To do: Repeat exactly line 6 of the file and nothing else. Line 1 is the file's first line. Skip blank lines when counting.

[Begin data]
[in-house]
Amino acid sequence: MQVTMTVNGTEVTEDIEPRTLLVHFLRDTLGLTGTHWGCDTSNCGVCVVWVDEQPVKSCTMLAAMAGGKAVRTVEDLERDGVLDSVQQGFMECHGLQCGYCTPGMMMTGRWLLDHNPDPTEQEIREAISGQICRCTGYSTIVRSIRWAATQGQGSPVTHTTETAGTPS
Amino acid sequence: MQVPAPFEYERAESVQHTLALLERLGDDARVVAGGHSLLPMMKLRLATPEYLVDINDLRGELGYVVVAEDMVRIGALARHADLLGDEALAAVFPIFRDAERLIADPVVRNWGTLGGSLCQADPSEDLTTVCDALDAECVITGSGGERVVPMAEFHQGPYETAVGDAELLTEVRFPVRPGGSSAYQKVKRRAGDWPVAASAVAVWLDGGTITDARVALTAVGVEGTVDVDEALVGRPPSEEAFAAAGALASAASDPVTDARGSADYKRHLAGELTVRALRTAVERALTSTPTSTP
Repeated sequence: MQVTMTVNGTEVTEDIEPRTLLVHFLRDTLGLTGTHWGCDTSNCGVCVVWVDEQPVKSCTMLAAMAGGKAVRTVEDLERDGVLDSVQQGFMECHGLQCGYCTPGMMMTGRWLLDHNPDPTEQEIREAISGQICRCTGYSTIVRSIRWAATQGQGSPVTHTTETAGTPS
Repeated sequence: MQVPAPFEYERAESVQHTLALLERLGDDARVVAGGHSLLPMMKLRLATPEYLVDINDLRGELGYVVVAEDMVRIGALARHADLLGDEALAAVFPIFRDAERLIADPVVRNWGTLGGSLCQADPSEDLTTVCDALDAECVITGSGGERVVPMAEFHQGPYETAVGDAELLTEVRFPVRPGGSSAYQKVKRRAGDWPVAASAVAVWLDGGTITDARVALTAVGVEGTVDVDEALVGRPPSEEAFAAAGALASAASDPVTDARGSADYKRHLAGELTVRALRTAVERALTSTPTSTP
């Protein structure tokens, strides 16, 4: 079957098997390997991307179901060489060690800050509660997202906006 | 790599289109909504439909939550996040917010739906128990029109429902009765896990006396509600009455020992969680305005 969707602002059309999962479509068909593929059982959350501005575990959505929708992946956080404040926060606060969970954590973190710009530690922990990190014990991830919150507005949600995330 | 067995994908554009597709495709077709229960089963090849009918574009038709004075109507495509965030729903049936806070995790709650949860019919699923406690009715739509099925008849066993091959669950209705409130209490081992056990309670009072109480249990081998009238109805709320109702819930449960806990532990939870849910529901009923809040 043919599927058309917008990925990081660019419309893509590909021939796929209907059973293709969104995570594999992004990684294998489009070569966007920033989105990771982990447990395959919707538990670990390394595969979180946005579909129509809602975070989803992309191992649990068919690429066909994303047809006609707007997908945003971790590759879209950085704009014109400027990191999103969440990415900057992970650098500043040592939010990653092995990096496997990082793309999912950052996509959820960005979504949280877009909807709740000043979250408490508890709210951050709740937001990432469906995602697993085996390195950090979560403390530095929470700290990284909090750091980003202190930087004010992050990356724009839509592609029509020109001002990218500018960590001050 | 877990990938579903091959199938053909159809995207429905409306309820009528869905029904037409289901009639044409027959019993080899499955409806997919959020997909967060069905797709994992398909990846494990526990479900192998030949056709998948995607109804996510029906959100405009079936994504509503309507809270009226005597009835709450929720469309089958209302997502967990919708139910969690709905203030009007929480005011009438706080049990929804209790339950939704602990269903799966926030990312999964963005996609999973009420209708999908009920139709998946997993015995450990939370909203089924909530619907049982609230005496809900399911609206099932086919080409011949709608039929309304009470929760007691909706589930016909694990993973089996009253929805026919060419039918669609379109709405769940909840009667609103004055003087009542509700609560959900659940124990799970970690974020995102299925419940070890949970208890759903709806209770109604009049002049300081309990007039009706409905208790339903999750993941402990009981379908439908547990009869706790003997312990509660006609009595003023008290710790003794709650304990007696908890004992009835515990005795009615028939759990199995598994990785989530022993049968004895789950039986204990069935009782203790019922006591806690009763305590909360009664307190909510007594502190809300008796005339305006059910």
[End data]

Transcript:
């Protein structure tokens, strides 16, 4: 079957098997390997991307179901060489060690800050509660997202906006 | 790599289109909504439909939550996040917010739906128990029109429902009765896990006396509600009455020992969680305005 969707602002059309999962479509068909593929059982959350501005575990959505929708992946956080404040926060606060969970954590973190710009530690922990990190014990991830919150507005949600995330 | 067995994908554009597709495709077709229960089963090849009918574009038709004075109507495509965030729903049936806070995790709650949860019919699923406690009715739509099925008849066993091959669950209705409130209490081992056990309670009072109480249990081998009238109805709320109702819930449960806990532990939870849910529901009923809040 043919599927058309917008990925990081660019419309893509590909021939796929209907059973293709969104995570594999992004990684294998489009070569966007920033989105990771982990447990395959919707538990670990390394595969979180946005579909129509809602975070989803992309191992649990068919690429066909994303047809006609707007997908945003971790590759879209950085704009014109400027990191999103969440990415900057992970650098500043040592939010990653092995990096496997990082793309999912950052996509959820960005979504949280877009909807709740000043979250408490508890709210951050709740937001990432469906995602697993085996390195950090979560403390530095929470700290990284909090750091980003202190930087004010992050990356724009839509592609029509020109001002990218500018960590001050 | 877990990938579903091959199938053909159809995207429905409306309820009528869905029904037409289901009639044409027959019993080899499955409806997919959020997909967060069905797709994992398909990846494990526990479900192998030949056709998948995607109804996510029906959100405009079936994504509503309507809270009226005597009835709450929720469309089958209302997502967990919708139910969690709905203030009007929480005011009438706080049990929804209790339950939704602990269903799966926030990312999964963005996609999973009420209708999908009920139709998946997993015995450990939370909203089924909530619907049982609230005496809900399911609206099932086919080409011949709608039929309304009470929760007691909706589930016909694990993973089996009253929805026919060419039918669609379109709405769940909840009667609103004055003087009542509700609560959900659940124990799970970690974020995102299925419940070890949970208890759903709806209770109604009049002049300081309990007039009706409905208790339903999750993941402990009981379908439908547990009869706790003997312990509660006609009595003023008290710790003794709650304990007696908890004992009835515990005795009615028939759990199995598994990785989530022993049968004895789950039986204990069935009782203790019922006591806690009763305590909360009664307190909510007594502190809300008796005339305006059910």